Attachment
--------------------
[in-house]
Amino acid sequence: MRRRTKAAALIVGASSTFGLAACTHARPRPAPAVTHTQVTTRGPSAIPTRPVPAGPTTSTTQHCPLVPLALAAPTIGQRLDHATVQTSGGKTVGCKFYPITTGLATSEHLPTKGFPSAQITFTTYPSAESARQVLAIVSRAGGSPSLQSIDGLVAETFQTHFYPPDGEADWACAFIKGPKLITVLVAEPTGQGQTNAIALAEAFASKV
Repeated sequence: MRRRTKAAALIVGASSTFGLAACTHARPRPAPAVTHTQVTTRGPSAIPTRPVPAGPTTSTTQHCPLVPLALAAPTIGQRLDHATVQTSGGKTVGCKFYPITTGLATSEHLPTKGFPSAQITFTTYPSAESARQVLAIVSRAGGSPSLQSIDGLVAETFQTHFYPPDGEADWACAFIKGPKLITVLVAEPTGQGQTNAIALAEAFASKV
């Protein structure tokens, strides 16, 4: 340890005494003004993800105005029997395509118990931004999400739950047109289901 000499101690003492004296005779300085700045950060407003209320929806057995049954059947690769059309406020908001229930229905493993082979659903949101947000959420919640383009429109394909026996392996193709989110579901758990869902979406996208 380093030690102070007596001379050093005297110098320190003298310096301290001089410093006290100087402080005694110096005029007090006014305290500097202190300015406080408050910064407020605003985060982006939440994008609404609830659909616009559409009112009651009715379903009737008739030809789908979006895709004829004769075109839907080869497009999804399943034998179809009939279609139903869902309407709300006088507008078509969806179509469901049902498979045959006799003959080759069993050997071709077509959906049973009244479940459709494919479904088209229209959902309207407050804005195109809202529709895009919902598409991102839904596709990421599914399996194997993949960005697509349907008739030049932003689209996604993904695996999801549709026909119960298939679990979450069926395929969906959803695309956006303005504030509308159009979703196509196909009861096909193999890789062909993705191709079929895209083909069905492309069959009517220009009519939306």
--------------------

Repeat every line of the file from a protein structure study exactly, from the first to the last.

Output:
[in-house]
Amino acid sequence: MRRRTKAAALIVGASSTFGLAACTHARPRPAPAVTHTQVTTRGPSAIPTRPVPAGPTTSTTQHCPLVPLALAAPTIGQRLDHATVQTSGGKTVGCKFYPITTGLATSEHLPTKGFPSAQITFTTYPSAESARQVLAIVSRAGGSPSLQSIDGLVAETFQTHFYPPDGEADWACAFIKGPKLITVLVAEPTGQGQTNAIALAEAFASKV
Repeated sequence: MRRRTKAAALIVGASSTFGLAACTHARPRPAPAVTHTQVTTRGPSAIPTRPVPAGPTTSTTQHCPLVPLALAAPTIGQRLDHATVQTSGGKTVGCKFYPITTGLATSEHLPTKGFPSAQITFTTYPSAESARQVLAIVSRAGGSPSLQSIDGLVAETFQTHFYPPDGEADWACAFIKGPKLITVLVAEPTGQGQTNAIALAEAFASKV
């Protein structure tokens, strides 16, 4: 340890005494003004993800105005029997395509118990931004999400739950047109289901 000499101690003492004296005779300085700045950060407003209320929806057995049954059947690769059309406020908001229930229905493993082979659903949101947000959420919640383009429109394909026996392996193709989110579901758990869902979406996208 380093030690102070007596001379050093005297110098320190003298310096301290001089410093006290100087402080005694110096005029007090006014305290500097202190300015406080408050910064407020605003985060982006939440994008609404609830659909616009559409009112009651009715379903009737008739030809789908979006895709004829004769075109839907080869497009999804399943034998179809009939279609139903869902309407709300006088507008078509969806179509469901049902498979045959006799003959080759069993050997071709077509959906049973009244479940459709494919479904088209229209959902309207407050804005195109809202529709895009919902598409991102839904596709990421599914399996194997993949960005697509349907008739030049932003689209996604993904695996999801549709026909119960298939679990979450069926395929969906959803695309956006303005504030509308159009979703196509196909009861096909193999890789062909993705191709079929895209083909069905492309069959009517220009009519939306």